P.E.I. Teachers' Federation president takes government job

Gilles Arsenault, president of the P.E.I. Teachers' Federation, has confirmed to CBC News he has accepted a job with the provincial government.

Gilles Arsenault moving to the Department of Education

Gilles Arsenault talks to Matt Rainnie about the decision to call off a protest over teacher allocation and his decision to accept a job with the department of education. 7:16

Gilles Arsenault, president of the P.E.I. Teachers' Federation, has confirmed to CBC News he has accepted a job with the provincial government.

Arsenault has been in the news recently as the point person for outrage over the provincial government's cutting of 28 teaching positions at the English Language School Board.

"I am sure there are people that might be concerned but my sole responsibility is to represent teachers and I've been doing that to the best of my abilities," Arsenault told CBC's Island Morning.

"I think it's a nice transition into continuing the work I'm doing but on a different level."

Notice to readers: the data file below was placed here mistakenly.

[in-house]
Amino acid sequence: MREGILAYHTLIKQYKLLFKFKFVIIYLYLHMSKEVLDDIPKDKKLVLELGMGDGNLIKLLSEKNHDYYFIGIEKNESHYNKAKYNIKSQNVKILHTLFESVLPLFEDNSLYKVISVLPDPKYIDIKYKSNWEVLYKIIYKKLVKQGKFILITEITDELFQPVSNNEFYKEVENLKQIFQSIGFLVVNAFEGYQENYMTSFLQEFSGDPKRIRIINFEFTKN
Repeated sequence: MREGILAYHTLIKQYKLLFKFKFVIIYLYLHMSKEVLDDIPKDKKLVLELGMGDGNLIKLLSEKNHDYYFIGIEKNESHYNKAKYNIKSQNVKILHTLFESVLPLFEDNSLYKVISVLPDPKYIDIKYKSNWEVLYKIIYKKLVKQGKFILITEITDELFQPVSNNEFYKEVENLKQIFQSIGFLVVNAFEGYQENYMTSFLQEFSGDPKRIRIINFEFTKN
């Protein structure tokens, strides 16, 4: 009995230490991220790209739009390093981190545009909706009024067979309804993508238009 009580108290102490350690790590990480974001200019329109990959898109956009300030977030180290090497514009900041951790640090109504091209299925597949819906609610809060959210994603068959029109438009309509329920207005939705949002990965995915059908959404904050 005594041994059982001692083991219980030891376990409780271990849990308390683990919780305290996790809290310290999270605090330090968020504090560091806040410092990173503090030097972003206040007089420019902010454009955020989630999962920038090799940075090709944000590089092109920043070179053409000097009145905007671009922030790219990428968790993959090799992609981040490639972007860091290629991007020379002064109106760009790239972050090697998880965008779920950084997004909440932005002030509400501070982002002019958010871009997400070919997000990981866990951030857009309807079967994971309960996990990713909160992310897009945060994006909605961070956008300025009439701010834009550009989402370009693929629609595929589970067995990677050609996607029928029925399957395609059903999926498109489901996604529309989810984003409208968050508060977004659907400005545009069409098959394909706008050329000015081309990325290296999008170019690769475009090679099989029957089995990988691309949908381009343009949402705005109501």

Arsenault said both as a union representative and in his new government job his role is supporting teachers in classrooms.

Arsenault will be co-ordinator of French programs. He said he's not hearing any concerns from union members.

"I am doing what's right for the system, in looking after the needs of teachers and our students," he said.

"I will do so until the end of my term. I haven't engaged in any other options. I will be off for the summer and my employment with government will start in the fall."

Rally not necessary

On Monday Arsenault called off a rally scheduled for Tuesday afternoon to protest the teacher cuts, following a meeting with government and an announcement that the cuts would be reviewed.

Some parents and teachers have said they intend to rally anyway, but Arsenault said there is no need.

"The intention, like I said before, of the rally, is to be heard and to deal with teacher cuts. Both of those issues have been resolved," he said.

"The PEITF does not feel there is a need for a rally."

Arsenault said the government showed a willingness to work together, and that the federation understands the government has financial and fiscal challenges.

Last week the Teachers' Federation announced it had walked away from negotiations over a new contract with government, accusing government of bargaining in bad faith. A media release issued late Monday afternoon by the premier's office stated that, following the meeting earlier in the day with the two sides discussing teacher cuts, the Federation had agreed to resume negotiations over a new collective agreement.

Question of the day:Do you think Gilles Arsenault is in a conflict of interest in accepting a government job?


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